Saturday, December 05, 2009

Running without a purpose

Unfortunately I seem to have lost my running mojo. Up until the end of November things were ok, but as soon as we moved into the darkest month I have had no enthusiasm for running at all. My training diary for December reads as follows:

1st - no run.
2nd - no run.
3rd - no run.
4th - a very poor quality 4 mile jog round Glasgow first thing in the morning (after attending the Sunday Mail Sports Awards the night before).
5th - an even worse 3 mile run in Crieff with the dog (with a break for a rest at the half way point).

There seems to be nothing in the tank at the moment. I pack my running stuff each day and carry it in to work, then carry it home at the end of the day, unused. On Wednesday I had planned to run after work. I even made it to the changing area and had started getting changed before a voice in my head said "Fuck this, you don't really want to go out there in the cold and the pissing rain, do you?". I agreed with the voice, put my shirt back on, and headed home. Not good.

So what is going on? I am not the biggest fan of the winter, but I can usually force myself out the door for a run, regardless of the weather. I've been busy at work and busy with various sportscotland events, but I am normally able to organise my days in such a way that I can fit a run in at some point. Not at the moment, it would seem. And the less I run, the more fed up I become, and the less I feel like running. It's a vicious circle.

So far this year I have run a total of 1,879 miles, so have only 121 to go to reach my normal target of 2,000 miles. Not that it matters a jot, of course, but it would be nice to get there. I have done 20 races, a few less than normal, but that total includes 7 ultras and a marathon which is quite a few more than I have done in a single year before.

I think I need to work out a more structured plan for next year. My next marathon will be my 75th marathon/ultra, and my 50th actual marathon, so I'd like to do a good one, possibly around the end of March. That means a) finding the right event and b) starting to train a lot harder than I have been training recently, including sessions like fartlek, intervals and other forms of speedwork. The thought of it at the moment is horrible, but hopefully my enthusiasm will return at some stage. I also need to think about my club. Strathearn Harriers is a small club, and I find it almost impossible to get there during the week. Not many of the members have the same running ambitions as I have. Should I look for a club in Edinburgh, which I can go to more regularly after finishing work? Would that help? It would certainly be good to be part of a club who were keen on taking part in the various cross country events, for example.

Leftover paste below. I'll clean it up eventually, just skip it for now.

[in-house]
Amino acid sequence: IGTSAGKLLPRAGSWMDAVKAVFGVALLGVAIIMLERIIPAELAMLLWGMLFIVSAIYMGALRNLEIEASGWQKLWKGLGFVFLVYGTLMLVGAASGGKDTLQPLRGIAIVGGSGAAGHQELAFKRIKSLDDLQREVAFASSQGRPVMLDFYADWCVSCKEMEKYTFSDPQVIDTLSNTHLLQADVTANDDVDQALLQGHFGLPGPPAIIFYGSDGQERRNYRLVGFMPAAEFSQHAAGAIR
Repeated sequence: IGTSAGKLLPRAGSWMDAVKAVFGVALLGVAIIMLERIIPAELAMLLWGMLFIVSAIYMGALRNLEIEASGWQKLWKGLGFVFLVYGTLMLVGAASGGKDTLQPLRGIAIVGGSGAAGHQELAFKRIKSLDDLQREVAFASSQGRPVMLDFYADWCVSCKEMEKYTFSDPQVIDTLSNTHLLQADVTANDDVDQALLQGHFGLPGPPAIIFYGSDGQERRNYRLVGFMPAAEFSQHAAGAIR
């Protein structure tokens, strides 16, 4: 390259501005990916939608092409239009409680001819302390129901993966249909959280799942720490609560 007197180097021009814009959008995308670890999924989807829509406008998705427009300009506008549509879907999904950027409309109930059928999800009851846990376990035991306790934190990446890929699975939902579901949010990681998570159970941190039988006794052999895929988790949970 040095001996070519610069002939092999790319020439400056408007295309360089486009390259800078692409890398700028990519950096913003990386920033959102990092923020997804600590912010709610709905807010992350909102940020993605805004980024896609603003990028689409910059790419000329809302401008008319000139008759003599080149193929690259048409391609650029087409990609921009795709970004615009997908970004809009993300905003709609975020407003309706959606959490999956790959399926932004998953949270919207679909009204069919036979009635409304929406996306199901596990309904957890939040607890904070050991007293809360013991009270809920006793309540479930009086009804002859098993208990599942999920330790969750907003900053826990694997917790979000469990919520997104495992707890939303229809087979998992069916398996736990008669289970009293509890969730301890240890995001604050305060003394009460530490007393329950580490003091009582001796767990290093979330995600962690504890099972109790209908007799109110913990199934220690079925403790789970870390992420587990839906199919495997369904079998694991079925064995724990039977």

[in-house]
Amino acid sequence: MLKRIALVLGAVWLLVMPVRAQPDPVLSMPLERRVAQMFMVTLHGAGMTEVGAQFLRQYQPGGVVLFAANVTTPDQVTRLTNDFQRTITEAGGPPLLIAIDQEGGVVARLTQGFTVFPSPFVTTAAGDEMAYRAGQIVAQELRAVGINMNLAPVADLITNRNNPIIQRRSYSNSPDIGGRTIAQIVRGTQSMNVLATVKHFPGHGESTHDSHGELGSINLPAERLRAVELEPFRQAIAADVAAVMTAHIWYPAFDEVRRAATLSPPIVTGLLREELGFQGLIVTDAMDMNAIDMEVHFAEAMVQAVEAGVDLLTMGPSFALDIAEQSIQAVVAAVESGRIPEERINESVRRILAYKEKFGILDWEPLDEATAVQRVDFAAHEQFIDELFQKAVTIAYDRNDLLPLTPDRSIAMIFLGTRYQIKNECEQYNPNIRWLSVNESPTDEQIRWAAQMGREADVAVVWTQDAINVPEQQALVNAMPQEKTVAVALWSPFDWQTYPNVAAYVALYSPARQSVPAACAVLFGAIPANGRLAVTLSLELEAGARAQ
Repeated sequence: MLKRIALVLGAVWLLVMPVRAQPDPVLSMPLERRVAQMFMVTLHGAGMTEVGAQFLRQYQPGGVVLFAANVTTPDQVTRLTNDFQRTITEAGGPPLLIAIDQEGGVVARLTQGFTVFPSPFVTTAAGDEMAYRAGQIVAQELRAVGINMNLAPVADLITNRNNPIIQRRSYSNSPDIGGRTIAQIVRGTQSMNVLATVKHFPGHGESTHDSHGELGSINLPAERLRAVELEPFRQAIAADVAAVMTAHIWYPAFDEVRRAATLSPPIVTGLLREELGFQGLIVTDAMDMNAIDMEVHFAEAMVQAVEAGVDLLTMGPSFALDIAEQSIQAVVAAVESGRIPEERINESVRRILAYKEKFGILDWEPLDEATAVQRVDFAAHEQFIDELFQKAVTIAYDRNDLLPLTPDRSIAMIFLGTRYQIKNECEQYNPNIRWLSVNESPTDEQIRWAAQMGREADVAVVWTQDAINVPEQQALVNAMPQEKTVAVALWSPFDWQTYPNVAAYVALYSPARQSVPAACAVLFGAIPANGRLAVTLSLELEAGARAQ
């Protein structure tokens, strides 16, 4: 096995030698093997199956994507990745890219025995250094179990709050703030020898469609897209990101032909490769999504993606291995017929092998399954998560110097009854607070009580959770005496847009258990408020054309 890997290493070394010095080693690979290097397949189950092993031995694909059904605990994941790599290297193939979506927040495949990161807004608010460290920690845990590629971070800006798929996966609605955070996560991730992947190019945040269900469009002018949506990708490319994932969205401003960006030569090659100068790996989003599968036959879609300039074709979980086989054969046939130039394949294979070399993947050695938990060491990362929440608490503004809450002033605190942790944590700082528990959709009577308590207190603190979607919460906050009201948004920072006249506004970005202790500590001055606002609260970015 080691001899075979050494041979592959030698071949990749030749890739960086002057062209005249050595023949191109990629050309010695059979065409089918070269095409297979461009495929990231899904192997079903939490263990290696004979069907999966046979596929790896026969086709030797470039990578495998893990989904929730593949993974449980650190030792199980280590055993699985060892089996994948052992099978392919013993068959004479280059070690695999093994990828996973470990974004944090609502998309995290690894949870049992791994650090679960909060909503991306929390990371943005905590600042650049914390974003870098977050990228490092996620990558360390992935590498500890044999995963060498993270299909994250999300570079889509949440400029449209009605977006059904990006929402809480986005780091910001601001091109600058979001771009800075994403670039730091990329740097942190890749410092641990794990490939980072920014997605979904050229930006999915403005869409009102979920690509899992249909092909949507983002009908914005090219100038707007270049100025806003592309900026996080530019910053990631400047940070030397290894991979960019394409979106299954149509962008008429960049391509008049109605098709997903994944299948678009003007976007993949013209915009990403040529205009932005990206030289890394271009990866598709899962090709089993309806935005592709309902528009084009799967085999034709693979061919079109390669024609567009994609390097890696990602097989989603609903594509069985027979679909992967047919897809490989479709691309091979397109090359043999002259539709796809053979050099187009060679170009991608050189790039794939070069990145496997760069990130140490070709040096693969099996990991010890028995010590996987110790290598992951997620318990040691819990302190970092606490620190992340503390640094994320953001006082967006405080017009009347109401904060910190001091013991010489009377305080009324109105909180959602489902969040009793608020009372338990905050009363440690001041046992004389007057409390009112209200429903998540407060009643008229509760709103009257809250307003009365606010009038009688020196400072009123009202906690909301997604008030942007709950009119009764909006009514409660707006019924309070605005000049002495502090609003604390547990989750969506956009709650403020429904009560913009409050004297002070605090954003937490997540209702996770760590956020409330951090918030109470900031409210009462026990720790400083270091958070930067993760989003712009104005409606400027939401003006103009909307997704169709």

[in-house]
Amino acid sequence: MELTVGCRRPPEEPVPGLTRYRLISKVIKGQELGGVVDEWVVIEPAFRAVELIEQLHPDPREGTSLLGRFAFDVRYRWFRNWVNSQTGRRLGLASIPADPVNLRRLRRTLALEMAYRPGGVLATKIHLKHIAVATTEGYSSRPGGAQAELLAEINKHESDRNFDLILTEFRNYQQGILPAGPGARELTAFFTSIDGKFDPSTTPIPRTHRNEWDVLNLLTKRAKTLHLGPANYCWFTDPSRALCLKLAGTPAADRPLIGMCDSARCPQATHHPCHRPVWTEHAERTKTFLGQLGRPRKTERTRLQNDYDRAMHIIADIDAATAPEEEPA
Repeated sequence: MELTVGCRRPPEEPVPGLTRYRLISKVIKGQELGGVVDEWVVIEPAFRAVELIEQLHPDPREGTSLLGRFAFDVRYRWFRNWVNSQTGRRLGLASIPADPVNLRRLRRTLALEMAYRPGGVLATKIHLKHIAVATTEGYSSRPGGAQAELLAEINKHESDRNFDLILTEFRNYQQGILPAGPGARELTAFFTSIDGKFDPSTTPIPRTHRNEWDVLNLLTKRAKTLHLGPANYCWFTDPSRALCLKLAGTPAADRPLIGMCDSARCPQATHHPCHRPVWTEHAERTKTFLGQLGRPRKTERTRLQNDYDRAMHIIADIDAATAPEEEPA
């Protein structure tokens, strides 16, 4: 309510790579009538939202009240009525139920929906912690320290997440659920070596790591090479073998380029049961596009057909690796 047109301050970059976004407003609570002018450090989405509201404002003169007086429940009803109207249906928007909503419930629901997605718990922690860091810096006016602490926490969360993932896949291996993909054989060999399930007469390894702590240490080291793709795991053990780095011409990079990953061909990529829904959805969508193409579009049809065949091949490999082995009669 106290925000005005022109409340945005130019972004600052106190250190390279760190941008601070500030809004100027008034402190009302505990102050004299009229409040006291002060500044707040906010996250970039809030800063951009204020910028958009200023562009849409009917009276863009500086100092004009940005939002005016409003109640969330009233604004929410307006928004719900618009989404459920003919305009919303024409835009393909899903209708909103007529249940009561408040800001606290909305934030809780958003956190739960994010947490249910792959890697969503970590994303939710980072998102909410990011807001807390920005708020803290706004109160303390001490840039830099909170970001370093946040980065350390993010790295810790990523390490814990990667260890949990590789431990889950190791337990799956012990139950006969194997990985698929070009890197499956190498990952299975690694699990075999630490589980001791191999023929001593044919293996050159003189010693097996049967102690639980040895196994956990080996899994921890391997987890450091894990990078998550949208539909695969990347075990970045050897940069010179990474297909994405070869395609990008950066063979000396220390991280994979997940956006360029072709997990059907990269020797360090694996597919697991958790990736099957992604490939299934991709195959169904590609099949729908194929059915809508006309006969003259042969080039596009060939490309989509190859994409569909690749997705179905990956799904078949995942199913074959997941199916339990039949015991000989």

And of course there are the big events next year like the Highland Fling, the Cateran Trail and the West Highland Way race. The only one I have entered so far is the WHW and I'm not sure about the others yet - I am trying to work out a sensible running plan for 2010 before committing to any other long races. The only certainty at the moment is that I will not be back in Tooting for the 24 hour track race.

Maybe I'll go out for a run tomorrow and the magic will have returned. But at the moment I doubt it.


Fiona Rennie said...

It is time for a break, make it official, say “I’m not going to run until 1st Jan. (pick the the date that suits you.)enjoy the time off and come back refreshed.

Thomas said...

Ian, maybe you have a virus of some sort and your body tells you to slow down. Or maybe your body just desparately needs a rest after 7 ultras (not many runners can do that in a year!).

Listen to your body, take it easy and I am sure the magic will return!


Chris said...

Ian, I wouldn't worry about. Just focus on taking a rest for a while and don't bother forcing things. I've had an annoying virus for a while and haven't run since the Cumbernauld relays in October. Btw, do you know who might be organising the Cateran Trail Race in 2010?

Andy Cole said...

Hi Ian, know how you feel, couldn't get out myself of late, could be weather, dark days, too many miles over the year,etc. I decided to have 2 complete weeks off - one of those is complete now and I'm starting to feel enthusiastic again already, but I'll give it another week. Andy

Brian Mc said...

I felt like you for much of last winter and it sucked having to force myself and sometimes just not bothering. It passed though. Have a break for a month or so, it won't do you any harm and might cure your blues, or at least mean you don't get stressed about not making it out.